With large investment projects operating in Nepal, it is even more difficult for a Nepali construction company to win a contract.
--BY NEWBIZ TEAM
Although Prime Minister Sher Bahadur Deuba called upon the Nepali construction companies to take maximum benefit from the Millennium Challenge Corporation (MCC) ratified by the parliament, it is highly unlikely that they will be able to apply for the contract.
The technology, qualifications and experience required for the construction of the transmission line, substation and road under the MCC project are highly advanced, unlike those used by Nepali construction companies.
Inaugurating the 23rd Annual General Assembly and 12th Convention of the Federation of Contractors' Associations of Nepal (FCAN) in Kathmandu on March 11, PM Deuba said that Nepali companies should be successful in getting MCC contracts. “As per the provisions of MCC, international bids are invited for the contract,” he said, adding, “China and India are the likely contenders for the bids. But, Nepali construction companies should also be able to come and take benefit.” The US government will be spending around USD 500 million (around Rs 55 billion) and the Government of Nepal will contribute USD 130 million (around Rs 15 billion) under this project.
With large investment projects operating in Nepal, it is even more difficult for a Nepali construction company to win a contract. Khadga Bahadur Bista, Executive Director of Millennium Challenge Account Nepal (MCA) Nepal, informed that the Nepali companies face an uphill battle to participate in road construction under this project.
Stating that international tender bids will be called within the next six months for the construction of substation, transmission line and road, Bista said that Nepali companies will be able to participate in this tender. “However, the Nepali company must be able to meet the criteria for the contract (package),” said Bista, adding, “Besides, due to lack of experience in technology and technical expertise in the construction of roads, transmission lines and substations under the MCC project, the chances of Nepali construction entrepreneurs getting a contract is quite slim.”
Bista added that it is even more difficult for Nepali construction companies to get involved in road construction but said that the construction of transmission lines and substations can be done through joint venture (JV) companies and subcontractors. Although many are not in favour of splitting the package for the construction of the project, Bista said that discussions are underway to make several packages for the transmission line. He argued that discussions are being held to make some packages for the transmission lines as there could be problems if only one company is selected for the construction of the 315 km transmission line. Separate contracts will be called for substation and transmission line, said Bista.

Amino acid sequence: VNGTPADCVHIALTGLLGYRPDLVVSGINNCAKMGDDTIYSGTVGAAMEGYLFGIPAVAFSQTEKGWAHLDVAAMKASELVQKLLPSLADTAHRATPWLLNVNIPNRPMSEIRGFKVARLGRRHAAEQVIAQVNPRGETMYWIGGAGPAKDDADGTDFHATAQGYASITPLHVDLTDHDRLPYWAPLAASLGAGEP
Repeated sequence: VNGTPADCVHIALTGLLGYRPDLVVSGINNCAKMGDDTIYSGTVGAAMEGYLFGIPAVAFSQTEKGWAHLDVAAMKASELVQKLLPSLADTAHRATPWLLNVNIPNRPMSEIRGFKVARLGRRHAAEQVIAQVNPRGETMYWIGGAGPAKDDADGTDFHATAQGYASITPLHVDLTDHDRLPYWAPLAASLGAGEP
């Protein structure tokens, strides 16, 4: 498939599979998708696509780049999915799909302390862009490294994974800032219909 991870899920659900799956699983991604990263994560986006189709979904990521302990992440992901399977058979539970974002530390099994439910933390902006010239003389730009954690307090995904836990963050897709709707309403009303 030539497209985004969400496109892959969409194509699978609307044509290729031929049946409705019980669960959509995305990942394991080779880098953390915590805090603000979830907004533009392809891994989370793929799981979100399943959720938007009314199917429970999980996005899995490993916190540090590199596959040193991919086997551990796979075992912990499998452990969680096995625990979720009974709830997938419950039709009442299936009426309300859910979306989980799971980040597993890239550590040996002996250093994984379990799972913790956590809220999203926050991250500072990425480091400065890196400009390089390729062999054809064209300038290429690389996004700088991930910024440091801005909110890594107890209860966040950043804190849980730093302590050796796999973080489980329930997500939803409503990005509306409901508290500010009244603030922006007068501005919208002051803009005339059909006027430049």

Similarly, for the first time in Nepal, new technology is being used in the construction of a 77-km road in the East-West Highway with this grant. Due to this reason, it is expected that it will be more difficult for Nepali construction companies to build the road. An infrastructure expert said, “Even with the limited financial capacity, technology and experience of the domestic construction companies, it is almost impossible for them to participate in the MCC project on their own, although they can participate through JV.”
New technologies such as 'Full Depth Reclamation' and 'Superior Performing Asphalt Pavement (SuperPave)' will be used in the road to be constructed under this project. ‘Full depth reclamation’ is the removal of sand and ballast from the road to be constructed. The old material is reused by adding new cement to it. Similarly, in ‘Superior Performing Asphalt Pavement (SuperPave)’, the road surface is leveled. As this technology is new in Nepal, it seems that the qualification and experience of the domestic construction companies is not enough.
Chairman of Sharma & Company Ramesh Sharma, on the other hand, said that the size of the contract will depend on the size of the package after the detailed project report (DPR) is prepared. He says that Nepali construction companies can participate in contracts worth up to Rs 8 billion alone. “If a contract worth Rs 3/4 billion is proposed, it is possible for a Nepali company to get a contract from MCC,” said Sharma.
Construction companies of Nepal are now eligible to bid for contracts up to Rs 3 billion after the government increased the capacity through amendment to the procurement regulations. This has also boosted the morale of the domestic companies.
As there is a provision that Nepali companies can bag contracts up to Rs 10 billion through JV, Nepali companies will be able to land the contract of MCC even through JV. Chairman of Independent Power Producers Association of Nepal (IPPAN) Krishna Prasad Acharya emphasised on the need to give opportunity to Nepali construction companies. Arguing that Nepali companies are financially capable and the consultants are also groomed in Nepal, he said that the opportunity should be given to the domestic companies as well.